The Communism of Love: An Inquiry into the Poverty of Exchange Value
Exploring the meanings and powers of love from ancient Greece to the present day, Richard Gilman-Opalsky argues that what is called “love” by the best thinkers who have approached the subject is in fact the beating heart of communism—understood as a way of living, not as a form of government. Along the way, he reveals with clarity that the capitalist way of assigning value to things is incapable of appreciating what humans value most. Capitalism cannot value the experiences and relationships that make our lives worth living and can only destroy love by turning it into a commodity. The Communism of Love follows the struggles of love in different contexts of race, class, gender, and sexuality, and shows how the aspiration for love is as close as we may get to a universal communist aspiration.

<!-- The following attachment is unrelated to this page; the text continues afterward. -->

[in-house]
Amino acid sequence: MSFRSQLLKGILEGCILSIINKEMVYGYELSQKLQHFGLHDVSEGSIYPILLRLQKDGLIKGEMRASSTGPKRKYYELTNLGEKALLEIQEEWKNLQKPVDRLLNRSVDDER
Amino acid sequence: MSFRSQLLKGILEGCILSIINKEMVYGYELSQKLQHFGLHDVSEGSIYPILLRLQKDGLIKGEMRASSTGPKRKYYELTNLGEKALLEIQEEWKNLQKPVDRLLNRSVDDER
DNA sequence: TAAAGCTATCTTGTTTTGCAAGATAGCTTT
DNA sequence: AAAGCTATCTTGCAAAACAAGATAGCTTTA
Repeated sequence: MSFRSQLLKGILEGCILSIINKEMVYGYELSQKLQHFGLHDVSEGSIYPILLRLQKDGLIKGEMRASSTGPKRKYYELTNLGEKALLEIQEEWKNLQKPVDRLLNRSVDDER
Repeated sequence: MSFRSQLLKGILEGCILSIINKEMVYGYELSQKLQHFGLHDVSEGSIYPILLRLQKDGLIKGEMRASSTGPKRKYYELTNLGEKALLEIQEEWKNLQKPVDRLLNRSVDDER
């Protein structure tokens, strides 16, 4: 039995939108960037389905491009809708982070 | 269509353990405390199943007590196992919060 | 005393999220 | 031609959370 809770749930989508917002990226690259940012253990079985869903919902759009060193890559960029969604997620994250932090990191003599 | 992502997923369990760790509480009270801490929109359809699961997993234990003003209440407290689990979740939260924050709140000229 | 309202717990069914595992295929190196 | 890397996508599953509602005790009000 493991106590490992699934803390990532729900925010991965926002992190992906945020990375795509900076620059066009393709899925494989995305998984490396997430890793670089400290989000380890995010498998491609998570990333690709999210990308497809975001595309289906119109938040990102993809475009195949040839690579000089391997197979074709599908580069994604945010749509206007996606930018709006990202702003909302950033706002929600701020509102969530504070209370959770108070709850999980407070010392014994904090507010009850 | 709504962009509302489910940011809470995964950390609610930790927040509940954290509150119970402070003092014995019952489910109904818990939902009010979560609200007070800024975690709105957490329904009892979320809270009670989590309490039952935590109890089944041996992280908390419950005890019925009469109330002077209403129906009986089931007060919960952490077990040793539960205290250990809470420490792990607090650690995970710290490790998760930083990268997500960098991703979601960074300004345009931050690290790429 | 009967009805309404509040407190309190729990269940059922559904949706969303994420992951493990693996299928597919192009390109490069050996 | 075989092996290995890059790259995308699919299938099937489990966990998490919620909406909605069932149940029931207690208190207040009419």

Richard Gilman-Opalsky is Professor of Political Theory and Philosophy in the Department of Political Science at the University of Illinois at Springfield. Gilman-Opalsky's research focuses on the history of political philosophy, contemporary social theory, Marxism, capitalism, autonomist politics, critical theory, revolt, and revolution. Gilman-Opalsky is the author of five books: Specters of Revolt (2016), Precarious Communism (2014), Spectacular Capitalism (2011), Unbounded Publics (2008), and Riotous Epistemology (2019). He is co-editor of Against Capital in the Twenty-First Century (2018). Gilman-Opalsky has lectured widely throughout the U.S., Europe, and China and was named University Scholar 2018-2019 at the University of Illinois.